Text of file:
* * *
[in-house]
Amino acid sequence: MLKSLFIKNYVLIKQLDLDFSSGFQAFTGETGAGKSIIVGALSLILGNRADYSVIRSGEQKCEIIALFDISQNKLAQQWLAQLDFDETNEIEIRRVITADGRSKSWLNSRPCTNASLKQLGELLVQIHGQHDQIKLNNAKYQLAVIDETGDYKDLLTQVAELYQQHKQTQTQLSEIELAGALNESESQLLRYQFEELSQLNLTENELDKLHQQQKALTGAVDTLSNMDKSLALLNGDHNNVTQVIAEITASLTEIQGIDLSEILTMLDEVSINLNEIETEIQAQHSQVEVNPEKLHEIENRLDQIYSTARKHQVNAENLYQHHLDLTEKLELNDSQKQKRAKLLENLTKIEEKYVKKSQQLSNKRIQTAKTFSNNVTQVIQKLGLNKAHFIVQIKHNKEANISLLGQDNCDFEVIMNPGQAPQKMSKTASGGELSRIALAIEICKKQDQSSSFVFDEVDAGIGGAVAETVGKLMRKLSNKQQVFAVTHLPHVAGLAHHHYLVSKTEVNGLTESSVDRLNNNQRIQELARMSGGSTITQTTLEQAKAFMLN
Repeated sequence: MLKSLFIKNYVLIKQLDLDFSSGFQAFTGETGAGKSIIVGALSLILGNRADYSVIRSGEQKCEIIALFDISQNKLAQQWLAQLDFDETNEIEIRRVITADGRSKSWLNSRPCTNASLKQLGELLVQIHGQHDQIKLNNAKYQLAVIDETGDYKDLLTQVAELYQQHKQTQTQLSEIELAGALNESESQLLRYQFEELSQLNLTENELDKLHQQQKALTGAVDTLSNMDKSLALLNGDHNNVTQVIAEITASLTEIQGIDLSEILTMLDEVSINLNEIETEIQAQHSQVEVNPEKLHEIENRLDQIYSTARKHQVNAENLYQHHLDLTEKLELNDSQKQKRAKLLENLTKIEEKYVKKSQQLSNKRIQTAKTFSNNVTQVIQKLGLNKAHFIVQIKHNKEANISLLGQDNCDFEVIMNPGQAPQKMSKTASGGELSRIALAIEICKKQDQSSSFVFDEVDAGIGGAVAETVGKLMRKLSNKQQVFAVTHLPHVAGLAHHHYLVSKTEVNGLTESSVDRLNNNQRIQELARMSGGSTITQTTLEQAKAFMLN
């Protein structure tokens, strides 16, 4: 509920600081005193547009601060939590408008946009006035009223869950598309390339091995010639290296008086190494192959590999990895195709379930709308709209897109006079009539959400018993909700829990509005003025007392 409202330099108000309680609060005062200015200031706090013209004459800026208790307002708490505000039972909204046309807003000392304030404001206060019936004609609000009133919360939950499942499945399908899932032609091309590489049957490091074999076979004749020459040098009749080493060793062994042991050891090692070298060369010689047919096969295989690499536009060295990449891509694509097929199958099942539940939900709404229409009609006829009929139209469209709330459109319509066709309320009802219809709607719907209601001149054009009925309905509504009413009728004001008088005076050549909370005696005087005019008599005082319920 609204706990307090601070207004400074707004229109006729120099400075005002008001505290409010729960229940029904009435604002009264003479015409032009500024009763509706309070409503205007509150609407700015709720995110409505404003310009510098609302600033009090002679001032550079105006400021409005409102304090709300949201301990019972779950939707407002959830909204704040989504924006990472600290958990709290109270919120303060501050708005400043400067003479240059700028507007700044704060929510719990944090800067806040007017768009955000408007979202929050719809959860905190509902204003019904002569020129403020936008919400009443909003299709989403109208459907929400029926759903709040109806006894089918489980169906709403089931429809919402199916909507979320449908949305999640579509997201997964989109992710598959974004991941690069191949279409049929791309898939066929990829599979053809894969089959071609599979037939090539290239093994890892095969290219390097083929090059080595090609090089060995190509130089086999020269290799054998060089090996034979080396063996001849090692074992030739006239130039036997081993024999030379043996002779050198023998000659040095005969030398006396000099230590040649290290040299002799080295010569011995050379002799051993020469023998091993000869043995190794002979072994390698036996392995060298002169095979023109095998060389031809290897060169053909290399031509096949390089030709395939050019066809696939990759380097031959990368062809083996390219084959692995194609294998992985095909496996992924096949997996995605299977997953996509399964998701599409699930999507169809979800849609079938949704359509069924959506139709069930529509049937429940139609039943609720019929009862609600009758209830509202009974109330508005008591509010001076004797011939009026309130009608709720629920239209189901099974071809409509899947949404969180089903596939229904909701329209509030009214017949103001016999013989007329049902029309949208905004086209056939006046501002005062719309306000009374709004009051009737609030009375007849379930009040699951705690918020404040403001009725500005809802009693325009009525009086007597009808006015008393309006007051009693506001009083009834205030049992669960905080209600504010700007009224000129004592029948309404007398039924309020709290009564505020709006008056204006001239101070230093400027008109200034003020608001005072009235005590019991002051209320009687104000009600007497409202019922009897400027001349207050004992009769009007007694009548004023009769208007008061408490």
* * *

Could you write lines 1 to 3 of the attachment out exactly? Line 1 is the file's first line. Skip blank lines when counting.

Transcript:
[in-house]
Amino acid sequence: MLKSLFIKNYVLIKQLDLDFSSGFQAFTGETGAGKSIIVGALSLILGNRADYSVIRSGEQKCEIIALFDISQNKLAQQWLAQLDFDETNEIEIRRVITADGRSKSWLNSRPCTNASLKQLGELLVQIHGQHDQIKLNNAKYQLAVIDETGDYKDLLTQVAELYQQHKQTQTQLSEIELAGALNESESQLLRYQFEELSQLNLTENELDKLHQQQKALTGAVDTLSNMDKSLALLNGDHNNVTQVIAEITASLTEIQGIDLSEILTMLDEVSINLNEIETEIQAQHSQVEVNPEKLHEIENRLDQIYSTARKHQVNAENLYQHHLDLTEKLELNDSQKQKRAKLLENLTKIEEKYVKKSQQLSNKRIQTAKTFSNNVTQVIQKLGLNKAHFIVQIKHNKEANISLLGQDNCDFEVIMNPGQAPQKMSKTASGGELSRIALAIEICKKQDQSSSFVFDEVDAGIGGAVAETVGKLMRKLSNKQQVFAVTHLPHVAGLAHHHYLVSKTEVNGLTESSVDRLNNNQRIQELARMSGGSTITQTTLEQAKAFMLN
Repeated sequence: MLKSLFIKNYVLIKQLDLDFSSGFQAFTGETGAGKSIIVGALSLILGNRADYSVIRSGEQKCEIIALFDISQNKLAQQWLAQLDFDETNEIEIRRVITADGRSKSWLNSRPCTNASLKQLGELLVQIHGQHDQIKLNNAKYQLAVIDETGDYKDLLTQVAELYQQHKQTQTQLSEIELAGALNESESQLLRYQFEELSQLNLTENELDKLHQQQKALTGAVDTLSNMDKSLALLNGDHNNVTQVIAEITASLTEIQGIDLSEILTMLDEVSINLNEIETEIQAQHSQVEVNPEKLHEIENRLDQIYSTARKHQVNAENLYQHHLDLTEKLELNDSQKQKRAKLLENLTKIEEKYVKKSQQLSNKRIQTAKTFSNNVTQVIQKLGLNKAHFIVQIKHNKEANISLLGQDNCDFEVIMNPGQAPQKMSKTASGGELSRIALAIEICKKQDQSSSFVFDEVDAGIGGAVAETVGKLMRKLSNKQQVFAVTHLPHVAGLAHHHYLVSKTEVNGLTESSVDRLNNNQRIQELARMSGGSTITQTTLEQAKAFMLN